Conservation Colorado’s 2021 legislative scorecard highlights state legislative conservation victories and the elected officials who made them possible.
It’s 2020 and the stakes of the election could not be higher.
It is more clear than ever that leadership matters. We must elect leaders who will fight climate change, who value the health of our communities and our environment, and who will challenge racists practices. You can find out which candidates Conservation Colorado has endorsed here.
But ballot initiatives — the policies that you, as a voter get to decide — are also critical to the future of our state. This year, Conservation Colorado recommends the following positions on general election ballot measures (see more details as to why below):
🚫 Initiative 76: Citizenship Qualification of Voters – NO
Proposition 113: National Popular Vote – YES
Proposition 114: Wolf Reintroduction – NEUTRAL
🚫 Proposition 115: Prohibit Late Term Abortions – NO
🚫 Proposition 116: Reduce State Income Tax – NO
🚫 Proposition 117: Restrict the Usage of Enterprise Funds – NO
Proposition 118: Paid Medical and Family Leave – YES
Denver 2A: Climate Sales Tax – YES
Colorado River District 7A: Property Tax Funding for Water – YES
St. Vrain River District: 7A: Property Tax Funding for Water – YES
Here are more details on the ballot measures we’ve taken positions on, in the order that they will appear on your ballot.
No to Citizenship Qualification of Voters
🚫 Initiative 76 – NO
We stand firmly against this initiative, which is purely a messaging tactic to energize anti-immigrant voters in the 2020 election and poses a clear threat of future voter suppression. Accessible voting is vital to the health of our democracy and getting pro-conservation candidates into office!
Yes to National Popular Vote
Proposition 113 – YES
In 2019, Colorado passed legislation signed by the governor to join the National Popular Vote (NPV) interstate compact. Following its passage, a coalition gathered signatures to place a “veto referendum” on the ballot, marking the first time since 1932 that Colorado will have a veto referendum on the ballot.
Joining the NPV compact is an important step to ensure a democracy that works for everyone!
Neutral on Wolf Reintroduction
Proposition 114 – Neutral
Gray wolves were native to Colorado and the return of this iconic species to our state benefits Colorado’s environment. Conservation Colorado supports the restoration of wolves across Colorado, and reintroduction can accelerate restoration.
However, given our longstanding land and water conservation priorities in western Colorado and our work with rural allies to achieve them, we have chosen to remain neutral on Proposition #114.
If passed , we will work with the Department of Natural Resources and Colorado Parks and Wildlife, as well as with affected communities, to develop and implement the required reintroduction and management plan to create a viable, self-sustaining future for wolves throughout all of Colorado. We strongly encourage the legislature to provide sufficient funding for both rangeland management programs and compensation for livestock producers for losses proven to be caused by wolves.
No to Prohibiting Late Term Abortions
🚫 Proposition 115 – NO
This intentionally confusing ballot measure would ban abortion later in pregnancy, with no exceptions for health or individual circumstances. Proponents of this ballot measure have said outright they want to force a woman to carry a pregnancy to term — even in cases of rape, risks to the woman’s health or a lethal fetal diagnosis. This is an important public health and racial equity issue.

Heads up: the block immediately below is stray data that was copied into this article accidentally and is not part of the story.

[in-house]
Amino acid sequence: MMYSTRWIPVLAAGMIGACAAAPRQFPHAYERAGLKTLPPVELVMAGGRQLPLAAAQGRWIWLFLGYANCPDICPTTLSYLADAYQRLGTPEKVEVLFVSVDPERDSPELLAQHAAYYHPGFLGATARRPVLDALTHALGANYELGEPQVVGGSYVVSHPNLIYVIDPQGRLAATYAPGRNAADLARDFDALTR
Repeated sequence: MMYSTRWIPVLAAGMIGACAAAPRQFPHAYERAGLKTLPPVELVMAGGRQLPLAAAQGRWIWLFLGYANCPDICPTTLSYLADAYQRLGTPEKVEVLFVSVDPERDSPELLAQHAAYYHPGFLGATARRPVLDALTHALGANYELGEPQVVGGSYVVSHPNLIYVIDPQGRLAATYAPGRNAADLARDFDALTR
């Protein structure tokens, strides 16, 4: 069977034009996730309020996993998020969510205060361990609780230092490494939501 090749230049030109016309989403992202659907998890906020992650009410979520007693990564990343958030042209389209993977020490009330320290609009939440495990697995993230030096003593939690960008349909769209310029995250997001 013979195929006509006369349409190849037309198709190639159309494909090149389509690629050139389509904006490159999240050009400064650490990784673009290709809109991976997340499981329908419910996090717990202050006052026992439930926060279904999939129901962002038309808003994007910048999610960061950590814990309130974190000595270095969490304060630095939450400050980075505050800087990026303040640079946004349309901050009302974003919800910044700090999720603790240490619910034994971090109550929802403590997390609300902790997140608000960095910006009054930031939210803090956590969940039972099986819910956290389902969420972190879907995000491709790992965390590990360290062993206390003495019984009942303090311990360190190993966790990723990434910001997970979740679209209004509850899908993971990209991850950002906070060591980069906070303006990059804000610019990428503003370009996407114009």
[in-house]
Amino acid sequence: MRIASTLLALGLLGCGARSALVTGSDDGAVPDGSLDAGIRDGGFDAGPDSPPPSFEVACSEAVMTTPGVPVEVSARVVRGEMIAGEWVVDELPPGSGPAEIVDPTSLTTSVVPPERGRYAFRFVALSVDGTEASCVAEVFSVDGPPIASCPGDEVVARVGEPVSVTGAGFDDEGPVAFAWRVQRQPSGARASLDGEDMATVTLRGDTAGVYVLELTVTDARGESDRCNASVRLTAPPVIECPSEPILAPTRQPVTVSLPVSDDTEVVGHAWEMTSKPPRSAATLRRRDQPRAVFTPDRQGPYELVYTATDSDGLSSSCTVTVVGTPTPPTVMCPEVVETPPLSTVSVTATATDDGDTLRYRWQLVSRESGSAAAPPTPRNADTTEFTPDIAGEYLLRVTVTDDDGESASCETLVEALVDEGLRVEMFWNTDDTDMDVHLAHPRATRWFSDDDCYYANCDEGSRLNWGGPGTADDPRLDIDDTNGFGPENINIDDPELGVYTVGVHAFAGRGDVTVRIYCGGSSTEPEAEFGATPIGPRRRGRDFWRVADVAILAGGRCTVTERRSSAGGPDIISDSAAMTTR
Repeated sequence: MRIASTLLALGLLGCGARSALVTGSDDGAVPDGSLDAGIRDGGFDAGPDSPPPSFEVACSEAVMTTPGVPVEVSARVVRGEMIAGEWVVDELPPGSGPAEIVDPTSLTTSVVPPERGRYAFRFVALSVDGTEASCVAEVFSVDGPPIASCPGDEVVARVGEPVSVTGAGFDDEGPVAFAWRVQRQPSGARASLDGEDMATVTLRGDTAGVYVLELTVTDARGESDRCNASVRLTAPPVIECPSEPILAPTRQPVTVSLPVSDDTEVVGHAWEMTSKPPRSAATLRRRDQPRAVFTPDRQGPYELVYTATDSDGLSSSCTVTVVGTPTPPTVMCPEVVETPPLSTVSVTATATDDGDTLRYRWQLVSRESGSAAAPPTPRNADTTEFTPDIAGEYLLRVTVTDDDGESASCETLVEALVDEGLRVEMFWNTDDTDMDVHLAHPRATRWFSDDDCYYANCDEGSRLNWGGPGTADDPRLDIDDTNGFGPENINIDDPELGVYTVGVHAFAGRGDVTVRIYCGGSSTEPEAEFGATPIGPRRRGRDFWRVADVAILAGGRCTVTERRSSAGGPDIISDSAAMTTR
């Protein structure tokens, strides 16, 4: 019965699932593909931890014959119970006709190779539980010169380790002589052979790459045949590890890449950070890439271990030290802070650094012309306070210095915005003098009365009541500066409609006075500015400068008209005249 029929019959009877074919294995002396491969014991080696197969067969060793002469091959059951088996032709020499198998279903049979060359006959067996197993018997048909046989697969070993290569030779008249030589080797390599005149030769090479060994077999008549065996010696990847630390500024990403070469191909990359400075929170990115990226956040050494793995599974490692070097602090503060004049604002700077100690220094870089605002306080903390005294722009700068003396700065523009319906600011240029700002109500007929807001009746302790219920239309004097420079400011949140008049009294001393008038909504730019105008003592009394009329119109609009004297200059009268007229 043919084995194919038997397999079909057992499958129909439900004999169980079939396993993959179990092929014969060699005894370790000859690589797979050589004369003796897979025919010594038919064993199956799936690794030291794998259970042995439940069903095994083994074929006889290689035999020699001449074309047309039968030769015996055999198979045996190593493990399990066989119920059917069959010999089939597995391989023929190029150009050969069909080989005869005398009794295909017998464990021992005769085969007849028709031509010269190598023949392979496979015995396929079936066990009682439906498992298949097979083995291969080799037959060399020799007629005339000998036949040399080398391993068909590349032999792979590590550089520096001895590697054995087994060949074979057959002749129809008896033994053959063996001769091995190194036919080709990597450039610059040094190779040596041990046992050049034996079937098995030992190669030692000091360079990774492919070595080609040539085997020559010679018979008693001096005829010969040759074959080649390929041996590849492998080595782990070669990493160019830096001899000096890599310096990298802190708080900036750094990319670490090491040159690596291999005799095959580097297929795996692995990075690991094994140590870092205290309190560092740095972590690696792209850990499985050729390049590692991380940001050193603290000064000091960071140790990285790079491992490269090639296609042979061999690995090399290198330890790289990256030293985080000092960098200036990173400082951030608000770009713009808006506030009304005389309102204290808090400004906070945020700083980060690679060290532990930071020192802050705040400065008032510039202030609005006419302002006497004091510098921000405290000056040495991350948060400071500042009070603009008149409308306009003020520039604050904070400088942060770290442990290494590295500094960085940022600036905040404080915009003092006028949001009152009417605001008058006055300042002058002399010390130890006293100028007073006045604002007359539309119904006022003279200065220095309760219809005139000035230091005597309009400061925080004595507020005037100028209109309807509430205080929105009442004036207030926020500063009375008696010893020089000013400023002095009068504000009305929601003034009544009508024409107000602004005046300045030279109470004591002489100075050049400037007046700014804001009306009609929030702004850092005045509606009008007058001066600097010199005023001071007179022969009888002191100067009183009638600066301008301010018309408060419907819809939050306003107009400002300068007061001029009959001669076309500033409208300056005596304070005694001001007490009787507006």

No to Reducing State Income Tax and Restricting the Usage of Enterprise Funds
🚫 Proposition 116 – NO
🚫 Proposition 117 – NO
It takes money to do good work on the environment. Every year, the key state agencies that protect our Colorado way of life — including the Colorado Department of Public Health and the Environment, Department of Natural Resources, and the Colorado Energy Office — receive funds to do their important work, and this measure would severely hamper critical work on climate, oil and gas, and protecting our public lands and waters. We must defeat these damaging initiatives and protect Colorado’s recovery from COVID and the economic crisis.
Yes to Paid Medical and Family Leave
Proposition 118 – YES
The COVID-19 pandemic has worsened the systemic injustices faced by Colorado’s communities of color. Without access to paid leave for illnesses that can be caused by pollution, and forced to choose between work and family, frontline communities and communities of color are hit particularly hard. This public health crisis shows that public health, social justice, and environmental justice are inextricably related; this measure would relieve at least one systemic issue Coloradans face.
Yes to Climate Sales Tax
Denver 2A – YES
The measure would increase the sales tax in Denver by 0.25 percent, or 2.5 cents on every $10 to be spend on climate change mitigation and adaptation policies. Food, water, medical supplies, feminine hygiene products, and fuel would be exempt from the sales tax increase. The tax would raise between $36-45 million per year depending on the amount of money that Denverites spend on goods.
The money would be used to fund Denver’s Climate Action Program, specifically job creation in renewable and clean energy technologies, increased investments in solar and renewables, neighborhood-based environmental and climate justice programs, adaptation and resiliency programs that help communities prepare for a changing climate, programs and services that provide affordable and reliable transportation choices, and energy efficiency upgrades.
Yes on Property Tax Funding for Water (West Slope)
Colorado River District 7A – YES